Land and People in Scotland: the new Cairngorms National Park Plan showing the way in this Decade of Ecosystem Restoration
Despite its status as the birthplace of John Muir – ‘the patron saint of national parks’ – Scotland arrived late on the scene. More than a century behind the USA, and half a century behind England, Scotland gained its first national parks in 2002 and 2003, following the setting up of a Scottish Parliament a few years earlier.
Although latecomers, Scotland’s national parks are significant in size and scope. Spread across four and a half thousand square kilometers, the Cairngorms National Park is almost double the size of the Lake District. Along with Loch Lomond and the Trossachs National Park, it encompasses diverse habitats, species, landscapes, and local economies, underpinned by a rich cultural heritage.
The legislation passed in 2000 that led to the establishment of the two National Parks set out four key aims: to conserve and enhance natural and cultural heritage; to promote the sustainable use of natural resources; promote understanding and enjoyment of the areas; and to promote sustainable social and economic development of locally. Arguably, the first of these is the basis for all the others.
National parks in Scotland deliver their remits through national park plans. Public consultation around the current national park plan for the Cairngorms has been heartening. Many people have contributed their thoughts, raising questions about what the National Park is for and how it should be delivering its aims. LINK strongly supports the bold ambitions set out within the draft plan.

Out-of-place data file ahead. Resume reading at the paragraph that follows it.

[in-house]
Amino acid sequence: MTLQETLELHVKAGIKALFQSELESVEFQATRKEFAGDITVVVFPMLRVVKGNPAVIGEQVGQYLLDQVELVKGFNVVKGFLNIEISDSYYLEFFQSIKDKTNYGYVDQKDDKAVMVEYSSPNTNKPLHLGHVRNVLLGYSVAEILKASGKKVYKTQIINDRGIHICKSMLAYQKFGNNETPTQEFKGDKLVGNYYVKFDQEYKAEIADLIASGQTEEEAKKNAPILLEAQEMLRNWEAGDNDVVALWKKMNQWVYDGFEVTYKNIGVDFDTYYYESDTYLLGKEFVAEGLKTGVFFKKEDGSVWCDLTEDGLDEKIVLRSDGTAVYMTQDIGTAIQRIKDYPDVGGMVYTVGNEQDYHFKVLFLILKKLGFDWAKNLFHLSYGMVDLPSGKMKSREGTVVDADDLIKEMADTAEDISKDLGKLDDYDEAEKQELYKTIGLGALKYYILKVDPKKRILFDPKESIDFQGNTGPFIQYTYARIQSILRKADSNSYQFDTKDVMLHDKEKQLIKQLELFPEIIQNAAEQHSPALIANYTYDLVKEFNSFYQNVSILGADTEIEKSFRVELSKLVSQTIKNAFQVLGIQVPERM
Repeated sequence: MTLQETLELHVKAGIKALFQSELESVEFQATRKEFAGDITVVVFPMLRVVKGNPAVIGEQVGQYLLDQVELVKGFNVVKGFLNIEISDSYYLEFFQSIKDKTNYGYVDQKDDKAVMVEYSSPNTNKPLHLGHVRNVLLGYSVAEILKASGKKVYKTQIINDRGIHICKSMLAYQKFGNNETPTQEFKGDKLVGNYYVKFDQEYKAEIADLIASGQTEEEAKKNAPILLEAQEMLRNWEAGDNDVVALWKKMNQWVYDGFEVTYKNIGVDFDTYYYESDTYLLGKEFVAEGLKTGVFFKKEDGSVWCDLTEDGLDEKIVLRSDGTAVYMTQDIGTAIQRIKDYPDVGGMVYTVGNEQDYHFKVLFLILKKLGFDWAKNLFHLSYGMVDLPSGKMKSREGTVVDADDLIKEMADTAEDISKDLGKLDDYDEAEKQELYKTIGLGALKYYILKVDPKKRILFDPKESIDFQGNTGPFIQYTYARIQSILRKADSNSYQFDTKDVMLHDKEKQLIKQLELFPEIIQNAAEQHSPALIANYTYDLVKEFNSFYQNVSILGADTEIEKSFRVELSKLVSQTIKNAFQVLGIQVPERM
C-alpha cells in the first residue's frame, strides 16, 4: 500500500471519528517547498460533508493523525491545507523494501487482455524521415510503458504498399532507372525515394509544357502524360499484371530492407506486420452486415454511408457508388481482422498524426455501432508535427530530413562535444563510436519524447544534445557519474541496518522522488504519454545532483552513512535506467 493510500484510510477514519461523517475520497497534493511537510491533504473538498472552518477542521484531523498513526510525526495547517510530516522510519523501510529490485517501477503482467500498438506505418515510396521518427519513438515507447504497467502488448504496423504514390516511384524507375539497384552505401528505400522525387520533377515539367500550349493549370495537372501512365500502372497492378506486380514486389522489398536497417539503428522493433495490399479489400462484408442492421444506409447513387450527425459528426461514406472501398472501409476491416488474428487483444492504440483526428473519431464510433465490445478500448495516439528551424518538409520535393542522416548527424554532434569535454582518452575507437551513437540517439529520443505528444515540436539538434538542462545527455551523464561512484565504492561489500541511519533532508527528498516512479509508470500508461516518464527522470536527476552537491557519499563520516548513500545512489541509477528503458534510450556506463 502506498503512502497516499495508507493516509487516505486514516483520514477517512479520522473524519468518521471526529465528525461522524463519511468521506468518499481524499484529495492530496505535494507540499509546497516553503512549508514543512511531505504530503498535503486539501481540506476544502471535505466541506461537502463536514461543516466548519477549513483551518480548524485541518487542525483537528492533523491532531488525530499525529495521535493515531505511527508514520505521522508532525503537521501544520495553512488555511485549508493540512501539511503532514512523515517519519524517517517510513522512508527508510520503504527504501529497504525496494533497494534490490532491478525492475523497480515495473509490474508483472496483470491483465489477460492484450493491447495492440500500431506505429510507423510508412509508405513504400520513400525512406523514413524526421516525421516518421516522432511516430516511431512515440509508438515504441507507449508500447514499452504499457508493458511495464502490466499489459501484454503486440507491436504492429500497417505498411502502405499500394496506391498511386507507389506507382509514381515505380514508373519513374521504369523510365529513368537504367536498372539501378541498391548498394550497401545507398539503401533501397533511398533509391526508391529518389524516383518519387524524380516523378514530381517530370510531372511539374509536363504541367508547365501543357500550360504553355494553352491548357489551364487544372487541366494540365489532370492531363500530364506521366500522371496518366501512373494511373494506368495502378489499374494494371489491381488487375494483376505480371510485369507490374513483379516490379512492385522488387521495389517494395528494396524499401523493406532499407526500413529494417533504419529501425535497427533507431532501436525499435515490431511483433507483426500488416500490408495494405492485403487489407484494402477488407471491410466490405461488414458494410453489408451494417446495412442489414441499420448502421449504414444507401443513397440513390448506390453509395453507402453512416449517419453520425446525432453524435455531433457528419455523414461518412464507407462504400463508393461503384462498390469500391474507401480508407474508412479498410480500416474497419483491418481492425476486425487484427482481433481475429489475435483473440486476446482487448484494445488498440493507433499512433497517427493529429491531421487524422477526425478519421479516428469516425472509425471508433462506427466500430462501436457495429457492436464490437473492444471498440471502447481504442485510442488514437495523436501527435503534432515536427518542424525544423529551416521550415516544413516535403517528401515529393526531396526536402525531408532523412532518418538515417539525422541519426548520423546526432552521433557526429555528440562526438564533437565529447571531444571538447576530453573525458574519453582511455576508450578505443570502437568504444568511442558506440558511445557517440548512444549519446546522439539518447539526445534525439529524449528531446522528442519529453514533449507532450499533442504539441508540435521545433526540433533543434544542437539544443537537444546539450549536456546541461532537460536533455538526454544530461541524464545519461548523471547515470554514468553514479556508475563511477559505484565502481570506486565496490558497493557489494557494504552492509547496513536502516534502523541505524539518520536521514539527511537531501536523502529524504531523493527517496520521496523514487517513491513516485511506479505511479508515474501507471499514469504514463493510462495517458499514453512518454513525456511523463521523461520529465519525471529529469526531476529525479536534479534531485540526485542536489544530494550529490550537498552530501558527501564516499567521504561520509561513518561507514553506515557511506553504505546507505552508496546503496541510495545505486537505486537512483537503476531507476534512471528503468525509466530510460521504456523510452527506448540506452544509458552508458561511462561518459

The whole of the park has a degree of protection in national planning policy, and just under half (49 percent) is under legal protection for nature, in recognition of the ecological importance of this extensive mosaic of crucial habitats.
Today, the pressures on those designated sites – and across the wider Cairngorms landscape – are significant. These pressures include climate change and intensive sporting upland management practices that involve muir burning, overgrazing by high populations of deer and proliferation of invasive, non-native species. This in turn is driving species loss and decline, along with habitat fragmentation, in what is perhaps the finest and most important natural heritage area anywhere in the UK. To halt the loss of our biodiversity and restore it to a condition sufficiently resilient to withstand the impacts of climate change, we need to act now.
The actions outlined in the park plan are urgently needed. A third of the UK’s land above 600 meters is within the Cairngorms National Park. These uplands are managed for a variety of purposes, which includes nature, access and recreation, forestry, and game bird shooting and deer stalking. To meet the aims of the National Park as set out in the 2000 legislation, it will be necessary to gear land management priorities towards protecting and restoring nature, while nurturing sustainable local communities and thriving local economies.